ISO launch energy management standard
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The first international certification standard to focus purely on energy management has been published.
ISO 50001, based on the European standard EN16001, provides a framework to help organisations create a management system that ensures they are considering energy use in every element of their operations.
The standard sets out requirements to establish energy performance indicators and to incorporate in the procurement process an assessment of the energy consumption of products, equipment or services during their entire lifecycle.
“50001 is a significant new global standard that will bring tremendous business value to organisations across the world that are having to grapple with rising energy costs and greater governmental climate change legislation,” said Mike Low, director of standards at BSI.
ISO has high hopes for the standard and its potential impact, estimating it could have a positive impact on 60% of the world’s energy use, but others are less optimistic pointing to relatively low uptake of its European predecessor.
According to figures recently published by the German Federal Environment Agency, since BS EN 16001’s publication in July 2009 just 150 certificates have been awarded worldwide – only 10 of which have been in the UK.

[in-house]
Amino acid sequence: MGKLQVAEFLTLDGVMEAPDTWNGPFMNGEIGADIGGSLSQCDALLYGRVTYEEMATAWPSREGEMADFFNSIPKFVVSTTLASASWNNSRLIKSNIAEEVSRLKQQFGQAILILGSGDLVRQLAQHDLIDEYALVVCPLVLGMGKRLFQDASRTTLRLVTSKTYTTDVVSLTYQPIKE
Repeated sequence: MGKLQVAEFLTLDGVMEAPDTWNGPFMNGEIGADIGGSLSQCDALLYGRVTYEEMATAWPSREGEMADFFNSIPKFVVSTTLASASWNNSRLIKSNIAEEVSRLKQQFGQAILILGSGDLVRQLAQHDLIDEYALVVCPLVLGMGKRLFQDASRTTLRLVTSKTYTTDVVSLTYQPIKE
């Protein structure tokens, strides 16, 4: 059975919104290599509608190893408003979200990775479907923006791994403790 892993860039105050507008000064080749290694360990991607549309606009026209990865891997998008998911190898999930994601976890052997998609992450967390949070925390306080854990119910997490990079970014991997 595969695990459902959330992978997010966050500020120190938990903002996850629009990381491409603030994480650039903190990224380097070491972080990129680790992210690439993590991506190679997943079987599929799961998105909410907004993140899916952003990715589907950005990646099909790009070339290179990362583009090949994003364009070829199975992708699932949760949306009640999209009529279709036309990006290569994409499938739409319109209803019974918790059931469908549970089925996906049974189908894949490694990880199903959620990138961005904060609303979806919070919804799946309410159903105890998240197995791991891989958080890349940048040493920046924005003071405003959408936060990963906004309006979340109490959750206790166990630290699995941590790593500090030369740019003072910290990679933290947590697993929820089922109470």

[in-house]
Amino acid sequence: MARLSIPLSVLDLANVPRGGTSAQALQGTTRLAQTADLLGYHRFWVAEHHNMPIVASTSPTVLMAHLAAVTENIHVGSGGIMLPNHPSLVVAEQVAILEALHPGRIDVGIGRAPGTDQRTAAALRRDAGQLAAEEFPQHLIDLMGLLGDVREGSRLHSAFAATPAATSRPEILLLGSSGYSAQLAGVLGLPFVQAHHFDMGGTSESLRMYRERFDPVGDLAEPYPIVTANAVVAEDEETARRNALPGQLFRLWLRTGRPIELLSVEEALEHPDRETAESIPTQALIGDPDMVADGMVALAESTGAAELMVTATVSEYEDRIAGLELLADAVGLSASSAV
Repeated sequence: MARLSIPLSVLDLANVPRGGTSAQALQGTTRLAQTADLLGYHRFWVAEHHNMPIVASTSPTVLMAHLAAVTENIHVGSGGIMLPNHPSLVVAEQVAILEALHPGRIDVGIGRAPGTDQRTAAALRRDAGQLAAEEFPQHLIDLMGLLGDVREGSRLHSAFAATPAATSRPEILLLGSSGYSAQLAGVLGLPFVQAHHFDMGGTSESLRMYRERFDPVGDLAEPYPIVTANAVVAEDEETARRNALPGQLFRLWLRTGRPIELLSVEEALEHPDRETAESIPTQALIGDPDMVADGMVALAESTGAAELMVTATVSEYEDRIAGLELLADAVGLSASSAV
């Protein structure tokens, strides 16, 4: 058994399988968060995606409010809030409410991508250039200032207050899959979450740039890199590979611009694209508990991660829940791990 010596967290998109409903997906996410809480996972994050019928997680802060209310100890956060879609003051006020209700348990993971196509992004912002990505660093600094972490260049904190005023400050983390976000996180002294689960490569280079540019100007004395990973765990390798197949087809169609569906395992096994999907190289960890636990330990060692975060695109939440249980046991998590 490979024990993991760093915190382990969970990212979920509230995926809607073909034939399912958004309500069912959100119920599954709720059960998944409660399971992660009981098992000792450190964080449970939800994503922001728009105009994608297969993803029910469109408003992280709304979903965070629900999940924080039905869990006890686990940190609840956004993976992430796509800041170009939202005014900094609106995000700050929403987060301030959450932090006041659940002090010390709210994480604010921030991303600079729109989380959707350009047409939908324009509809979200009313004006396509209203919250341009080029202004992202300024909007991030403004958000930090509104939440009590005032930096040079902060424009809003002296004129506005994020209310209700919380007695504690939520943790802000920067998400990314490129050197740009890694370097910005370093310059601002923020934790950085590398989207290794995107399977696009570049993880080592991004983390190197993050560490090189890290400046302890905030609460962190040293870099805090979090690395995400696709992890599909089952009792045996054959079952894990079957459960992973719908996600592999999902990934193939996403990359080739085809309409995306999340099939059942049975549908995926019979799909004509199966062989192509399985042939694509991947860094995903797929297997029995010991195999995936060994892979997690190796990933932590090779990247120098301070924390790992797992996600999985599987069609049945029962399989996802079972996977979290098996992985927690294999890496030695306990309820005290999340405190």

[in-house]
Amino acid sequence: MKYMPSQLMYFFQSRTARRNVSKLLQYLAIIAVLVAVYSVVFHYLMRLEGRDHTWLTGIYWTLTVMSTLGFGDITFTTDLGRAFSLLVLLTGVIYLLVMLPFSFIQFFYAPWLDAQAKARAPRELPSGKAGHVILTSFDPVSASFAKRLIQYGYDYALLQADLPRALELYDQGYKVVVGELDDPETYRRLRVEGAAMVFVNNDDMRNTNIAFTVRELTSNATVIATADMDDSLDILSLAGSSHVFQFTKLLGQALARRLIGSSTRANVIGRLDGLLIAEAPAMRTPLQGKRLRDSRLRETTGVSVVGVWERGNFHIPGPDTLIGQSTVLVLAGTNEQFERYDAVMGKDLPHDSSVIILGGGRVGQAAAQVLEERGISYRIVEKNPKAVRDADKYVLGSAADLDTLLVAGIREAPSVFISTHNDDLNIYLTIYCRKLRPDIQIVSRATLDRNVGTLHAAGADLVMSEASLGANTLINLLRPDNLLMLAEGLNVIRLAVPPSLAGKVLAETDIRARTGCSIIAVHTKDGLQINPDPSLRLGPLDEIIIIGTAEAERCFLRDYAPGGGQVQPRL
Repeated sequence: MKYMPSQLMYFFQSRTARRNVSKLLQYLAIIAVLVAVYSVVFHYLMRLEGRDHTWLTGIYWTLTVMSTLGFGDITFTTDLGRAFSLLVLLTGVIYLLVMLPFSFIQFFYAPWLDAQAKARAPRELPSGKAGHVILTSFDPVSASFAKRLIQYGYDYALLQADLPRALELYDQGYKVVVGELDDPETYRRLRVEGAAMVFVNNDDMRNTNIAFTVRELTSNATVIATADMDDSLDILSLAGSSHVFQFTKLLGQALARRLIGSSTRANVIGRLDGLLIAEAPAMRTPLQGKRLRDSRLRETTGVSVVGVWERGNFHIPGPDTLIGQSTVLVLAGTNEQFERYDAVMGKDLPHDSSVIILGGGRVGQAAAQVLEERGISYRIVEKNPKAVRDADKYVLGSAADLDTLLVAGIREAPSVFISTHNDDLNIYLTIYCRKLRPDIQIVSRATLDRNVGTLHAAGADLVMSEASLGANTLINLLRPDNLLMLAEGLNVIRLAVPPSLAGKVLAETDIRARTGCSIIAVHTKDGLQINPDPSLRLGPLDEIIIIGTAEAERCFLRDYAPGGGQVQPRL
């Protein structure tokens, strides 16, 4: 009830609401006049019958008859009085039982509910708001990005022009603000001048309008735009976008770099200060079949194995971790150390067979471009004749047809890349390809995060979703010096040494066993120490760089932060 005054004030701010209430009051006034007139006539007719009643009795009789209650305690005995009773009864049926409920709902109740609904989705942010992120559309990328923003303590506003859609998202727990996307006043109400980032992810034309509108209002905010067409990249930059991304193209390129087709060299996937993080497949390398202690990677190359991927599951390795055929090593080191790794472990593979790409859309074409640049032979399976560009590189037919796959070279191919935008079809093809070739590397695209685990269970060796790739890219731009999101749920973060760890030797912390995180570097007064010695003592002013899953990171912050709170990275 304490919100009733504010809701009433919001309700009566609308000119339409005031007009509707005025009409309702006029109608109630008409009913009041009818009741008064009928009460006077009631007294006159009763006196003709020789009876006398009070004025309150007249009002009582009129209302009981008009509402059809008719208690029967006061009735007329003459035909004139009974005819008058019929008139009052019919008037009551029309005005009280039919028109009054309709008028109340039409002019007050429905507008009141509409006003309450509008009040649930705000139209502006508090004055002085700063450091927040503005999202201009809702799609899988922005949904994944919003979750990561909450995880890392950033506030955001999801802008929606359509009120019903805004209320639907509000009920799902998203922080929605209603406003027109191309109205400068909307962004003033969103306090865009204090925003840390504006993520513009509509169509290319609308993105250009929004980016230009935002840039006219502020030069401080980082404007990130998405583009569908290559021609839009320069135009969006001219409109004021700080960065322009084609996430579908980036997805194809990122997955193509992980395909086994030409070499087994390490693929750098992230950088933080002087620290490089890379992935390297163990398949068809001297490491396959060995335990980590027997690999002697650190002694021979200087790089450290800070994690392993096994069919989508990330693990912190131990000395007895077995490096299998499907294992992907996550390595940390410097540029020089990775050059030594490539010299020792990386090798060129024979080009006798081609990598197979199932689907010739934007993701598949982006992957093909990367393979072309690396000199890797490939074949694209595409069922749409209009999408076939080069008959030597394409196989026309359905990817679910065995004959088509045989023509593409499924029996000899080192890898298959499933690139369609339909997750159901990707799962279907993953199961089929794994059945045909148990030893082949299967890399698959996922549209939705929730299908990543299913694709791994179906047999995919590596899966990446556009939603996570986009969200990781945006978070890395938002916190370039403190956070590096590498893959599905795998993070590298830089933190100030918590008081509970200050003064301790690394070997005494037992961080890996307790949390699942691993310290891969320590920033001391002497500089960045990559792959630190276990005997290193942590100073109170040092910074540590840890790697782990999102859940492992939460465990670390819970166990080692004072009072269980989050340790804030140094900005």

Max Linnemann, energy and environmental sector manager at certification body NQA, however, argues the figures aren’t as negative as they might first appear.
“The reaction to 16001 has actually been really positive,” he said. “If you compare the uptake to that of 14001 or 9001, you see that it is common for there to be a low adoption of standard initially, but uptake to rise quickly after that.”
Other critics have argued there is no need for energy management systems standards, when there is scope within 14001 to incorporate tools that measure energy consumption, but Linnemann disagrees.
“50001 has requirements that go above and beyond that of 14001. While businesses may be considering energy when they are purchasing new equipment or renovating their facilities, under 14001 they don’t have to and so they may be more focused on another element of their environmental impact,” he said.
“The energy standard is a much more explicit standard and it gives business the opportunity to prove to their clients they are taking a best practice approach to energy management. This will be especially important in sectors such as facilities management where customers are pushing to see proof their buildings are being run as efficiently as possible.”
50001 was made available from ISO’s website today (15 June 2011) and the organisation is hosting a formal launch in Geneva on 17 June.
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